MARIETTA - Ohio Gov. Ted Strickland and local officials recently questioned whether a John Kasich administration would be good for Appalachia.
In response, the Republican gubernatorial candidate's supporters questioned whether a Strickland administration has really benefited the region.
In response to remarks made by state Auditor Mary Taylor, Kasich's running mate, at the Oct. 1 Eastern Ohio Development Alliance's Gubernatorial and Senatorial Forum, Strickland held a teleconference last week with Democratic officials and candidates, including Marietta Mayor Michael Mullen and state Rep. Jennifer Garrison, D-Marietta.
In Congress, "Kasich was an enemy of the Appalachian Regional Commission," Strickland said.
A release issued after the teleconference said Kasich supported a budget proposal in 1993 that would have frozen funding to the ARC and one in 1995 that would have eliminated it. The release says Taylor was asked whether the Kasich campaign had rethought its stance on the ARC and she answered by saying the campaign had not taken a position on it.
"Not to have taken a position on a job creation vehicle like the ARC ... I think is, quite frankly, reckless for not learning more about it," Garrison said.
The ARC is a federal-state partnership aimed at improving job opportunities, infrastructure and economic competitiveness in the Appalachian region. It covers parts of 13 states. In the call, Strickland noted the benefits of its funding for roads, sewer and water systems and schools.
ARC money locally has provided funding for Marietta College's physician assistant program, technology and renovations at Marietta Memorial Hospital, sewer and water facilities and infrastructure around the county and Marietta's armory renovation project.
"Without good sewer and road systems and health care and education, we really are working at a deficit in Appalachia," Mullen said.
Although the ARC is a federal entity whose funding Ohio's governor would not be voting on, Strickland said Kasich's failure to support it calls into question his commitment to the Appalachian region.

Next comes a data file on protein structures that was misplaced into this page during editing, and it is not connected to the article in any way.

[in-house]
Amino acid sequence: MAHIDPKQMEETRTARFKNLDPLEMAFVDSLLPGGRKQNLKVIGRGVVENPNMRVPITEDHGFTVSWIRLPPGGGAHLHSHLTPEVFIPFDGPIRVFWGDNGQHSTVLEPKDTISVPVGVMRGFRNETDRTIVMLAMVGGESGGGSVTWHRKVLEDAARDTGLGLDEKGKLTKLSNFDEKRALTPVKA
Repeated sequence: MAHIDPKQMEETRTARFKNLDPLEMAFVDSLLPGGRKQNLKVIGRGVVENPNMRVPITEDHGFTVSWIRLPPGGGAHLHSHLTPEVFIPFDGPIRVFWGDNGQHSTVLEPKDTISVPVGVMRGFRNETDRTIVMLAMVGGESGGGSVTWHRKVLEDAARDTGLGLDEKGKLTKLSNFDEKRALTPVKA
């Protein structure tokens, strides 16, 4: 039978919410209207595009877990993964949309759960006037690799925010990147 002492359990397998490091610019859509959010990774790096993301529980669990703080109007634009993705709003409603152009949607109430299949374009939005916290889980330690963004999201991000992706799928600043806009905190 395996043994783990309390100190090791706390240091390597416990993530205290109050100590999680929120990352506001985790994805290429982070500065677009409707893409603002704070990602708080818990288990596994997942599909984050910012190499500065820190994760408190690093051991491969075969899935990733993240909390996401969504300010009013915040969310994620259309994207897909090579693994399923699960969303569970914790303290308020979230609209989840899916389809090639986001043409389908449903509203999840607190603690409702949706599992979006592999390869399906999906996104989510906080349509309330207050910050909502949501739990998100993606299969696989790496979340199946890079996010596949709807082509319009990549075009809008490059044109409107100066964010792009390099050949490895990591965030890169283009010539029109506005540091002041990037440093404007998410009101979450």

"I think that means that a Kasich administration would possibly not fund the governor's office on Appalachia," Strickland said.
But a Kasich spokesman said the candidate and Taylor believe every state program should come under the microscope when it comes to fixing the state's projected $8 billion biennial budget shortfall, which is why they have "made no promises on specific programs."
"These attacks are just more of Ted Strickland's attempt to distract from his failures," Rob Nichols, the campaign's press secretary, said in an e-mail.
Nichols also said Strickland's support of President Barack Obama's energy policies are hostile to Appalachia's coal-mining industry.
Speaking at a campaign event Monday at the Washington County Republican headquarters in Marietta, state Sen. Jimmy Stewart, R-Athens, said asking about Kasich's concern for Appalachia is "a fair question." However, he pointed out that Kasich's congressional district did not include Appalachia.
"I'm sure that he represented his district as any congressman should," Stewart said.
Stewart also suggested Strickland's tenure as governor hasn't been a boon for Appalachia, noting that the governor's school funding proposals initially included bigger increases for urban school districts than those in Appalachia.
Stewart joined 93rd House District candidate Andy Thompson and local businessman Jeff Hollister to support Kasich's economic development proposals and criticize Strickland's track record on the subject.